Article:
So, in a textversation today, The Dude ultimately responded to my offerings with the following:
“I didn’t realize that being an English professor could be so stressful.”
First of all, let me note, he didn’t write that in an assholish way. He honestly was NOT like, “wow, that’s surprising since you people eat bonbons all day long, and you are a whiny baby because lots of people have it worse than you!” No, he was genuine in his wonder, and he was genuine in his compassion for me, even though I did feel like I was being a whiny baby. And, frankly, before I became a professor I probably would have responded exactly the same way. I didn’t get into this profession for the stress. Not at all. Indeed, I’d really imagined that this was the nonstressful option of the others I’d considered (law, journalism, working a “regular job,” becoming a novelist, whatever). And yet, here I am. A stressed out English professor.
Why am I stressed?
- Department politics. I have a really hard time with pretending that people who don’t pull their weight deserve an equal say in decisions. I also have a really hard time with letting people have a discussion about something abstract idea that is fucking stupid when there is a real item on the agenda that would address a real concrete issue that is why the abstract thing is upsetting people. I like identifying a problem, coming up with a solution, and then strategizing for how to make the solution happen. As much as I like theorizing about literature, I’m a pragmatist in my working life as a professor. People who don’t intend to make a real thing happen, and who aren’t willing to work for real, concrete things, drive me fucking crazy.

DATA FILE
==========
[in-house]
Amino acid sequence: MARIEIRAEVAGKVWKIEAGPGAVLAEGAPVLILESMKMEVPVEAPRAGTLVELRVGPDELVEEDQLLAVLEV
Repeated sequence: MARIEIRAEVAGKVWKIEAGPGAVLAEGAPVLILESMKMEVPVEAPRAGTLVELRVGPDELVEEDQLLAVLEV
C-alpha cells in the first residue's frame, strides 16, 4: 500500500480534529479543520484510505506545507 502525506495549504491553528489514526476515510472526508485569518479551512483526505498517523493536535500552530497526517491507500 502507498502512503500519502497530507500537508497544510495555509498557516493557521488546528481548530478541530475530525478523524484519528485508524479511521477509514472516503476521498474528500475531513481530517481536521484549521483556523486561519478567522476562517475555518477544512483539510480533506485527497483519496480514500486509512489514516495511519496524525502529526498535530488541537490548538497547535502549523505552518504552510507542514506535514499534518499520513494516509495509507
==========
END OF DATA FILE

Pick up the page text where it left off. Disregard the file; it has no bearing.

- Students at nearly midterm. They take a lot of energy. Mainly because they are freaking out. And them freaking out causes me to freak out. Freaking out engenders and inspires freaking out. It’s not easy to be the person who is supposed to calm people’s fucking nerves.
- I have my own shit right now. Now is the time to submit abstracts for MLA panels, now is the time to submit applications for certain kinds of prestigious seminar things, and now is the moment when I should hear about certain grant applications that I submitted in September. Also, I’m supposed to be polishing my book manuscript (which is not getting done because of items 1 and 2).
None of the above would be stressful, I realize, if I weren’t ambitious and if I weren’t competitive. If I didn’t have those qualities, I could just come in every day, teach my classes and take pleasure in teaching them, and then come home and be fine. But I realize that I am both ambitious (within my university and within my discipline) and competitive (within my university and within my discipline). I really have a drive to excel, which is maybe ok, and also to beat people, which makes me kind of an asshole, even if it’s what is required to excel in academia.
I am ambitious. And I don’t even know what I’m ambitious for, really. And I am competitive, mainly with an eye toward beating other people, even with something as stupid as “my” students getting into better grad or professional programs or getting better funding packages for those programs, which is great for them, but it really has little to do with me, and it shouldn’t. I hate being a person who claims those accomplishments that I know aren’t mine, even though I do. So.
The point of this post is, I am super ambitious and I am ridiculously competitive. Even though I resist those things in myself. I’m embarrassed to be these things. But also? This is who I am. And I’d rather be those things than be the opposite, even though I think that my impulse to be ambitious and competitive in this particular way is wrong.